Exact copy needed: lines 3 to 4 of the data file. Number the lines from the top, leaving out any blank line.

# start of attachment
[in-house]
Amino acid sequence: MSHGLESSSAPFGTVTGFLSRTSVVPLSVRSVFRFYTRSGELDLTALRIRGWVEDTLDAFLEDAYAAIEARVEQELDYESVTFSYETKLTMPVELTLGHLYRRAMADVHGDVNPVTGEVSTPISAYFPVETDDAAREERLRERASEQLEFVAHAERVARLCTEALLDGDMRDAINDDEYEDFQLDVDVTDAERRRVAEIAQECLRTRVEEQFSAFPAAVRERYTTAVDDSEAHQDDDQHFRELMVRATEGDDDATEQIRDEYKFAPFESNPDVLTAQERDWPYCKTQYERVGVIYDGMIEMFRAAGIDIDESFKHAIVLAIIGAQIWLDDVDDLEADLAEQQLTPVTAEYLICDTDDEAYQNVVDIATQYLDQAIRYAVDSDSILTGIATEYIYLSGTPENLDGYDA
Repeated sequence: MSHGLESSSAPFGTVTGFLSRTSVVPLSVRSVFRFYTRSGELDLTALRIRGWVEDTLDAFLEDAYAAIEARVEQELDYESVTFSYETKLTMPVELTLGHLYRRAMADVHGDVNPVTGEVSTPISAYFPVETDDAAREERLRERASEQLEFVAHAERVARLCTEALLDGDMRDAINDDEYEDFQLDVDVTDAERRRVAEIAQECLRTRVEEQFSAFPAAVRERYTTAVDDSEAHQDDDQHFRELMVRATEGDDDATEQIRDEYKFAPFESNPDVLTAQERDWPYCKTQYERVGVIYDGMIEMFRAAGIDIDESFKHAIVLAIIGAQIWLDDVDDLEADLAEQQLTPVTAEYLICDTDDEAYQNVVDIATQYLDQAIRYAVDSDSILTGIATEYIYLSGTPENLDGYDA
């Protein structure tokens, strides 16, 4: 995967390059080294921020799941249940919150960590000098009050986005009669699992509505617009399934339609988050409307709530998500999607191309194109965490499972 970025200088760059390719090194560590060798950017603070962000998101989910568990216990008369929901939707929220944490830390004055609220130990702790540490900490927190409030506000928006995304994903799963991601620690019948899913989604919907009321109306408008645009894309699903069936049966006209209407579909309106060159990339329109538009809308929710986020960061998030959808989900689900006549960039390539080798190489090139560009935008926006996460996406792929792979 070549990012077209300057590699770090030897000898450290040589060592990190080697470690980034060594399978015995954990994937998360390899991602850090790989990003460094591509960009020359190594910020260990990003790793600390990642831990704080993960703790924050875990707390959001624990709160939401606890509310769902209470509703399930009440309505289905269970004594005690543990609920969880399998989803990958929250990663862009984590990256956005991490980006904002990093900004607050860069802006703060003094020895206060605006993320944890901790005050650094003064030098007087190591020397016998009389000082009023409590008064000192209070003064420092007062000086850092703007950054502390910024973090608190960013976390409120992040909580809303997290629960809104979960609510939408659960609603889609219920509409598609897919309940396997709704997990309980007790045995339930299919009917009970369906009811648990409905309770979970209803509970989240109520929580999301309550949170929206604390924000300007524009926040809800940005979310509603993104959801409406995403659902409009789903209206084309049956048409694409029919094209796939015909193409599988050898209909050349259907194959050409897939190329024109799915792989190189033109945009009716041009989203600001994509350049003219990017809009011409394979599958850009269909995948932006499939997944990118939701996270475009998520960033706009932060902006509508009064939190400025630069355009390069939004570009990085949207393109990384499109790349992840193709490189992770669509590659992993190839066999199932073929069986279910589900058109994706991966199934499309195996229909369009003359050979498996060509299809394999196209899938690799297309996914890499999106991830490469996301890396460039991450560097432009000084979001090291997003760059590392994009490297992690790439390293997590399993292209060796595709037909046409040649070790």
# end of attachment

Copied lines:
Repeated sequence: MSHGLESSSAPFGTVTGFLSRTSVVPLSVRSVFRFYTRSGELDLTALRIRGWVEDTLDAFLEDAYAAIEARVEQELDYESVTFSYETKLTMPVELTLGHLYRRAMADVHGDVNPVTGEVSTPISAYFPVETDDAAREERLRERASEQLEFVAHAERVARLCTEALLDGDMRDAINDDEYEDFQLDVDVTDAERRRVAEIAQECLRTRVEEQFSAFPAAVRERYTTAVDDSEAHQDDDQHFRELMVRATEGDDDATEQIRDEYKFAPFESNPDVLTAQERDWPYCKTQYERVGVIYDGMIEMFRAAGIDIDESFKHAIVLAIIGAQIWLDDVDDLEADLAEQQLTPVTAEYLICDTDDEAYQNVVDIATQYLDQAIRYAVDSDSILTGIATEYIYLSGTPENLDGYDA
């Protein structure tokens, strides 16, 4: 995967390059080294921020799941249940919150960590000098009050986005009669699992509505617009399934339609988050409307709530998500999607191309194109965490499972 970025200088760059390719090194560590060798950017603070962000998101989910568990216990008369929901939707929220944490830390004055609220130990702790540490900490927190409030506000928006995304994903799963991601620690019948899913989604919907009321109306408008645009894309699903069936049966006209209407579909309106060159990339329109538009809308929710986020960061998030959808989900689900006549960039390539080798190489090139560009935008926006996460996406792929792979 070549990012077209300057590699770090030897000898450290040589060592990190080697470690980034060594399978015995954990994937998360390899991602850090790989990003460094591509960009020359190594910020260990990003790793600390990642831990704080993960703790924050875990707390959001624990709160939401606890509310769902209470509703399930009440309505289905269970004594005690543990609920969880399998989803990958929250990663862009984590990256956005991490980006904002990093900004607050860069802006703060003094020895206060605006993320944890901790005050650094003064030098007087190591020397016998009389000082009023409590008064000192209070003064420092007062000086850092703007950054502390910024973090608190960013976390409120992040909580809303997290629960809104979960609510939408659960609603889609219920509409598609897919309940396997709704997990309980007790045995339930299919009917009970369906009811648990409905309770979970209803509970989240109520929580999301309550949170929206604390924000300007524009926040809800940005979310509603993104959801409406995403659902409009789903209206084309049956048409694409029919094209796939015909193409599988050898209909050349259907194959050409897939190329024109799915792989190189033109945009009716041009989203600001994509350049003219990017809009011409394979599958850009269909995948932006499939997944990118939701996270475009998520960033706009932060902006509508009064939190400025630069355009390069939004570009990085949207393109990384499109790349992840193709490189992770669509590659992993190839066999199932073929069986279910589900058109994706991966199934499309195996229909369009003359050979498996060509299809394999196209899938690799297309996914890499999106991830490469996301890396460039991450560097432009000084979001090291997003760059590392994009490297992690790439390293997590399993292209060796595709037909046409040649070790």